Because obesity rates are higher in minority populations — black women have a 50 percent incidence of being overweight compared to 18 percent for white men — Dr. Makary expressed concern for the discrimination implications under such payment structures. “What sounds good in theory turns out in reality to punish doctors who take care of more high-risk patients, and actually financially incentivizes discrimination,” said Dr. Makary.
Dr. Makary points out that standardized outcomes accounting for patient factors would eliminate the unintended incentives to discriminate. The National Surgical Quality Improvement Program (NSQIP) is a doctor-initiated program that has developed such outcome measures.
Dr. Makary and Dr. Hirose will present these data on Monday, May 3 at 9 a.m. CT in 244-245, Ernest N. Morial Convention Center.
Waist Circumference Predicts Complications in Rectal Cancer Surgery (Abstract # 431)
A patient’s waist circumference can serve as a predictor as to whether the patient will experience complications in recovering from rectal cancer surgery, according to researchers at the Michael E. DeBakey VA Medical Center (MEDVAMC) and Baylor College of Medicine (BCM).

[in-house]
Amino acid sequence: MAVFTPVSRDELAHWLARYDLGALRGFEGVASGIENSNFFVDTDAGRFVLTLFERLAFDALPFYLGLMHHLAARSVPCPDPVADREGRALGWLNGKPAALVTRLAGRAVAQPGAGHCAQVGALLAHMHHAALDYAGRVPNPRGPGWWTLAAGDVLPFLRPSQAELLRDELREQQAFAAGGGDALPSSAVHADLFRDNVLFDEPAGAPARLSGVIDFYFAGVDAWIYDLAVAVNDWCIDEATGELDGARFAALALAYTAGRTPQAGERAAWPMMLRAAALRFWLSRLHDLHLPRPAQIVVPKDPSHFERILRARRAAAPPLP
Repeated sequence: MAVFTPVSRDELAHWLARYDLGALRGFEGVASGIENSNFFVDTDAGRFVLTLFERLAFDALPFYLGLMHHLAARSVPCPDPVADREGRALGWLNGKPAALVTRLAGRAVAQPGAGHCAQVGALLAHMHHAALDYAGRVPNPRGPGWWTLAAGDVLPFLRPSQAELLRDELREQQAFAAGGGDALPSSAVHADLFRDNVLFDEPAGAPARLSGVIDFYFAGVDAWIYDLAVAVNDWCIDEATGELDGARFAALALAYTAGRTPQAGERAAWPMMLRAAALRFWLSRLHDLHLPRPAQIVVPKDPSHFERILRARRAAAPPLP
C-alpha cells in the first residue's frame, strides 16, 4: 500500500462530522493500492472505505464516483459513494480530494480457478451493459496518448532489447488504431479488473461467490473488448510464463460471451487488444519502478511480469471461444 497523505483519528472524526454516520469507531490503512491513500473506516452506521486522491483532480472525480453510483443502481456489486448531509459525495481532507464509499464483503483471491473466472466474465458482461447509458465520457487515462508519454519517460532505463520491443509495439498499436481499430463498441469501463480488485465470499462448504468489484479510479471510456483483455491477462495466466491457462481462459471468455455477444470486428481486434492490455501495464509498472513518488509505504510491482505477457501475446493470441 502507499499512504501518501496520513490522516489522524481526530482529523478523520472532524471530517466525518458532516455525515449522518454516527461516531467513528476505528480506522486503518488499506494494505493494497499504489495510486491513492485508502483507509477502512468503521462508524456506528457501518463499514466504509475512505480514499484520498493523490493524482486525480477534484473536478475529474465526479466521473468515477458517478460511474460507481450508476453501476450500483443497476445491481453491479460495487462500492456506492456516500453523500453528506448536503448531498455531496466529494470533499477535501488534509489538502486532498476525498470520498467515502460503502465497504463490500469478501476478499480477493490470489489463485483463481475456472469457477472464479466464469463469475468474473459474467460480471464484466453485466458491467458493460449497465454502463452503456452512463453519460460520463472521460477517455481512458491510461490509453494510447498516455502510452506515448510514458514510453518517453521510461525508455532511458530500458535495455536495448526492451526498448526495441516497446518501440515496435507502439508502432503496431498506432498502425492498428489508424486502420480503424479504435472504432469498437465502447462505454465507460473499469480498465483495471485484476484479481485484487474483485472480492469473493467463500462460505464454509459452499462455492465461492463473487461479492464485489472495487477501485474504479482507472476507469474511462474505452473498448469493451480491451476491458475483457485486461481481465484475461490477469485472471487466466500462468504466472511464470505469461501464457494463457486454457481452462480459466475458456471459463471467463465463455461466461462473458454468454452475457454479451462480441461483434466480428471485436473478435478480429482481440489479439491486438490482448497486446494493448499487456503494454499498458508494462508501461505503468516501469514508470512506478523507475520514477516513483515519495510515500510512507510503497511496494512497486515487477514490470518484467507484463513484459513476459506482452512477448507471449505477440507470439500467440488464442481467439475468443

“Being overweight or obese is known to impact a patient’s ability to recover from surgery,” said David H. Berger, MD, MHCM, co-author of the paper, MEDVAMC operative care line executive, and professor of surgery at BCM. “However, our study indicates abdominal fat is particularly relevant to abdominal surgical outcomes.”
Dr. Berger and Courtney Balentine, MD, co-author of the paper and a fellow in surgical research at BCM, sought to find out if a patient’s waist circumference could serve as a better indicator than body mass index (BMI) in determining whether a patient would have difficulty recovering from surgery. BMI is a common measurement that uses a person’s height and weight to formulate a measure of overweight or obesity.
“It is our contention that BMI misses the nuances of obesity because it is unable to demonstrate where the fat is distributed on the patient,” said Dr. Balentine.
The study of 150 patients who underwent rectal cancer surgery found heavier patients were twice as likely to experience complications than patients with a smaller waist circumference. Patients with a waist of 45 inches or more were three times more likely to experience surgical site infections and twice as likely to require reoperation after their initial surgery.
“This study provides important insight for surgeons planning to operate on a patient with heavy midline fat distribution,” said Dr. Berger. “Necessary surgical procedures cannot be avoided, but surgeons may want to consider altering antibiotic dosages in order to better fight infection.”
Past studies of BMI and surgical infections have had inconsistent findings. This study is the first using waist circumference as a predictor of short-term surgical complications.